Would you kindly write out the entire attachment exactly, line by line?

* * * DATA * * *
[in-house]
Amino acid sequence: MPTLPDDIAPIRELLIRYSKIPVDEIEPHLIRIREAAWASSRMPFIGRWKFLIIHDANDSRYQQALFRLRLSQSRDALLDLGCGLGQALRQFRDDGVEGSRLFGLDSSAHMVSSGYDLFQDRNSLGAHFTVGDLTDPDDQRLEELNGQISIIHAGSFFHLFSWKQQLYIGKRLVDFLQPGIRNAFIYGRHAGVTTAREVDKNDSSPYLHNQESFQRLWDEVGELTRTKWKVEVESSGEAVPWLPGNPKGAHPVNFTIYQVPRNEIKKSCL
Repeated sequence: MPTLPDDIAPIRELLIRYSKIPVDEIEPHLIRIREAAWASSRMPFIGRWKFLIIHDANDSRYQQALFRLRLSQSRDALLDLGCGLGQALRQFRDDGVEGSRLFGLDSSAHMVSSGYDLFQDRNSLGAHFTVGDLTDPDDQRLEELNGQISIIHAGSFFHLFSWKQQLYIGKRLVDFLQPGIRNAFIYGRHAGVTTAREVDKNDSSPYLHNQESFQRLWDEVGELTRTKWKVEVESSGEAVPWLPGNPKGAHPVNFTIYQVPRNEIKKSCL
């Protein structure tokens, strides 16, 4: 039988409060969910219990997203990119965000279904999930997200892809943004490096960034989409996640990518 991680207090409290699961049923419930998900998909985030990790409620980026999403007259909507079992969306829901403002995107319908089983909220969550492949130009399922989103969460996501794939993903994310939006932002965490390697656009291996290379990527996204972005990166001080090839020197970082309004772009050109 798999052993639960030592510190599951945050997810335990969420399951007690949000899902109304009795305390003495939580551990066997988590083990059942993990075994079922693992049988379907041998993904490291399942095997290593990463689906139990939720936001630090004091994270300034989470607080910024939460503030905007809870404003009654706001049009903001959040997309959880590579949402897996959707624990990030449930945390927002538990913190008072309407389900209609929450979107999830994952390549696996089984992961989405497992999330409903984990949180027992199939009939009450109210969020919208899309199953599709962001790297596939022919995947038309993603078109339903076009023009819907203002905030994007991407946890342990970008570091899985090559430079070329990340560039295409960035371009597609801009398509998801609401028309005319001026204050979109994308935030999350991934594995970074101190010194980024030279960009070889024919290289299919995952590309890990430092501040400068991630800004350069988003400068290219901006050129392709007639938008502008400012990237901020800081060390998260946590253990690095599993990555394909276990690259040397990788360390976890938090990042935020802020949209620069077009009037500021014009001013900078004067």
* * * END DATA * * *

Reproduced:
[in-house]
Amino acid sequence: MPTLPDDIAPIRELLIRYSKIPVDEIEPHLIRIREAAWASSRMPFIGRWKFLIIHDANDSRYQQALFRLRLSQSRDALLDLGCGLGQALRQFRDDGVEGSRLFGLDSSAHMVSSGYDLFQDRNSLGAHFTVGDLTDPDDQRLEELNGQISIIHAGSFFHLFSWKQQLYIGKRLVDFLQPGIRNAFIYGRHAGVTTAREVDKNDSSPYLHNQESFQRLWDEVGELTRTKWKVEVESSGEAVPWLPGNPKGAHPVNFTIYQVPRNEIKKSCL
Repeated sequence: MPTLPDDIAPIRELLIRYSKIPVDEIEPHLIRIREAAWASSRMPFIGRWKFLIIHDANDSRYQQALFRLRLSQSRDALLDLGCGLGQALRQFRDDGVEGSRLFGLDSSAHMVSSGYDLFQDRNSLGAHFTVGDLTDPDDQRLEELNGQISIIHAGSFFHLFSWKQQLYIGKRLVDFLQPGIRNAFIYGRHAGVTTAREVDKNDSSPYLHNQESFQRLWDEVGELTRTKWKVEVESSGEAVPWLPGNPKGAHPVNFTIYQVPRNEIKKSCL
């Protein structure tokens, strides 16, 4: 039988409060969910219990997203990119965000279904999930997200892809943004490096960034989409996640990518 991680207090409290699961049923419930998900998909985030990790409620980026999403007259909507079992969306829901403002995107319908089983909220969550492949130009399922989103969460996501794939993903994310939006932002965490390697656009291996290379990527996204972005990166001080090839020197970082309004772009050109 798999052993639960030592510190599951945050997810335990969420399951007690949000899902109304009795305390003495939580551990066997988590083990059942993990075994079922693992049988379907041998993904490291399942095997290593990463689906139990939720936001630090004091994270300034989470607080910024939460503030905007809870404003009654706001049009903001959040997309959880590579949402897996959707624990990030449930945390927002538990913190008072309407389900209609929450979107999830994952390549696996089984992961989405497992999330409903984990949180027992199939009939009450109210969020919208899309199953599709962001790297596939022919995947038309993603078109339903076009023009819907203002905030994007991407946890342990970008570091899985090559430079070329990340560039295409960035371009597609801009398509998801609401028309005319001026204050979109994308935030999350991934594995970074101190010194980024030279960009070889024919290289299919995952590309890990430092501040400068991630800004350069988003400068290219901006050129392709007639938008502008400012990237901020800081060390998260946590253990690095599993990555394909276990690259040397990788360390976890938090990042935020802020949209620069077009009037500021014009001013900078004067």